Be strong, sis. You can listen to many advices from friends, but refer only to Allah as guidance. Insya-Allah, all your questions will be answered and you'll feel peaceful. I am only a simple person brought up as a moderate muslimah but Insya-Allah, if you feel you want to share your problem with me, please do so. I am more than willing to share back with you all my knowledge on Islamic teachings. May Allah show us the right path to His Jannatul Firdous.

Candice said...

Elizabeth: Yes, the culture issue is a HUGE one! As converts, we know everything we live is not Islam but in a Muslim-dominated culture, they get really confused... At first as a non-Muslim married to a Muslim I was going on the principle that what he did because of Islam was nothing I could change or even try to change, but in my mind, I had a right to demand him to change in everything that was cultural and not directly Islamic. With time, I realized that this was crazy and I had the wrong approach... That I should embrace Arab culture that was not against Islam as much as I could because it was part of my family. I sucked at it though. I never learned how to cook Egyptian meals and never "let go" for him sleeping at all hours of the day and never got the point where I accepted that him saying he'd be ready in 15 minutes meant 1 hour or more. But at least I learned the lesson itself!

This has become off-topic! To conclude... Some cultural things are just not right, and for me the crisis came from wondering if obeying a husband was Islamic or cultural.

Candice said...

sara: I don't know why you continue posting on my blog. Without directly saying that you are not welcome, I will say that this particular comment was not welcome. And not helpful.

If you can't just respond to my post, then don't bother to comment. I might have mentionned that my husband is not working but I did not bash him beyond that like you tried to do.

I would ask that you work on posting helpful comments and once you really find something to say that can actually help, you try again. Refrain until then.

Candice said...

Gardens of Sand: He was just upset with them, but no, is not worried about their influence on her right now I think. He knows they just play at this point! She's just 3 and adores her grand-parents and uncle (my brother who lives with my parents). It was a punishment for me who loves to be there and for my parents who love to see my daughter.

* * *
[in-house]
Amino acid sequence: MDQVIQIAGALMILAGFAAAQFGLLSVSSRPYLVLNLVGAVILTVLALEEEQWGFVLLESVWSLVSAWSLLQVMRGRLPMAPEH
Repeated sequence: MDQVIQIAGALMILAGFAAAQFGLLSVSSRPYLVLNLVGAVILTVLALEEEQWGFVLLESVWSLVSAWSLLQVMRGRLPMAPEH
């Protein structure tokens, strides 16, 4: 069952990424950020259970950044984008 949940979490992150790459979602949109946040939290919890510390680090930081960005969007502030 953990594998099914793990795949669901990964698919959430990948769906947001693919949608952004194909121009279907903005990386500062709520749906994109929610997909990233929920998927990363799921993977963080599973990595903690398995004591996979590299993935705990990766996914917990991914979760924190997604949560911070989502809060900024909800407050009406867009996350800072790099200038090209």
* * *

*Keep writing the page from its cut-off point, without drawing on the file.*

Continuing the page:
Stephanie: Thanks! We have deep problems, yes. Will see where it goes!

CLA: It seems an obvious conclusion now that he had no right to prevent me and my daughter from visiting my parents, even if it was just for that one week he said it was. But fear and fatigue will make a person re-think things!

Sarah: It definitely makes sense what you say. There is no link between provision and obedience... Can.

Susanne: I think it's part of a marriage that there be respect between both partners, and that respect would make the husband take his wife's opinions into consideration on how to spend the money. I think that it would be his obligation to provide for her, and so that part of the money he doesn't necessarily decide, it's just an obligation.

I think a woman has her power in the household as well. I think she has the right to decide what food is made and how the home is decorated but without respect for what the husband wants, he'd simply not buy the food or decor and they'd be left unable to function together.

Basically, respect is 100% necessary and each has their own rights and obligations.

Candice said...

Zuhura: Thanks for visiting and commenting!

Ati: Thanks for your comment. Some of what you say is definitely true. Patience is necessary! But I came to a conclusion a bit different than "You must obey him at all times." and "obeying a husband is no. 1 priority". I can honestly say that it is not my priority and that in fact, I won't support this idea of obedience. Accepting that a husband spends his money on what he wants after every basic need is taken care of, I can accept. In such a case, I'd be patient and pray and find guidance on how to make him be less selfish in giving me a bit of "extra" because he'd be within his rights to spend on himself, even if not 100% right.

Ati said...

Candice dearie,

You know the situation best because it was you who experienced it. We'll never be able to give you accurate opinion and advice on that. I am sorry if I gave you the wrong advice.But whatever it is, I pray you'll be strong and patient to face the tests from Allah. Make a wise decision. You can do it, girl! You are brave and clever. I believe in you. May Allah bless you always.